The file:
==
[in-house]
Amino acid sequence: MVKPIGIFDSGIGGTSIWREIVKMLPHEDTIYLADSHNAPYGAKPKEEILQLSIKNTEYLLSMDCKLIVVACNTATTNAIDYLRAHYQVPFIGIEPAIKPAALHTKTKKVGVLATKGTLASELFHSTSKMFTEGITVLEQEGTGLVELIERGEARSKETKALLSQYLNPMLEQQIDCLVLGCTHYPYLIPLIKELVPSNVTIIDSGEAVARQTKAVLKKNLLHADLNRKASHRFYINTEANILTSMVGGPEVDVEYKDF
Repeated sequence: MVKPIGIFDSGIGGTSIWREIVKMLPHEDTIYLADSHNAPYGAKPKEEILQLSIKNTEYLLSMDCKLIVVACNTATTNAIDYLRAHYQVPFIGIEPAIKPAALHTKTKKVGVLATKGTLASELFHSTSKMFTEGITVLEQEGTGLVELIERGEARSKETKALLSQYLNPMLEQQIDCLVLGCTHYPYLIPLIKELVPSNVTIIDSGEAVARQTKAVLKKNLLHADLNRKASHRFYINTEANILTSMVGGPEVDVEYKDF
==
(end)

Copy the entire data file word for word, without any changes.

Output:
[in-house]
Amino acid sequence: MVKPIGIFDSGIGGTSIWREIVKMLPHEDTIYLADSHNAPYGAKPKEEILQLSIKNTEYLLSMDCKLIVVACNTATTNAIDYLRAHYQVPFIGIEPAIKPAALHTKTKKVGVLATKGTLASELFHSTSKMFTEGITVLEQEGTGLVELIERGEARSKETKALLSQYLNPMLEQQIDCLVLGCTHYPYLIPLIKELVPSNVTIIDSGEAVARQTKAVLKKNLLHADLNRKASHRFYINTEANILTSMVGGPEVDVEYKDF
Repeated sequence: MVKPIGIFDSGIGGTSIWREIVKMLPHEDTIYLADSHNAPYGAKPKEEILQLSIKNTEYLLSMDCKLIVVACNTATTNAIDYLRAHYQVPFIGIEPAIKPAALHTKTKKVGVLATKGTLASELFHSTSKMFTEGITVLEQEGTGLVELIERGEARSKETKALLSQYLNPMLEQQIDCLVLGCTHYPYLIPLIKELVPSNVTIIDSGEAVARQTKAVLKKNLLHADLNRKASHRFYINTEANILTSMVGGPEVDVEYKDF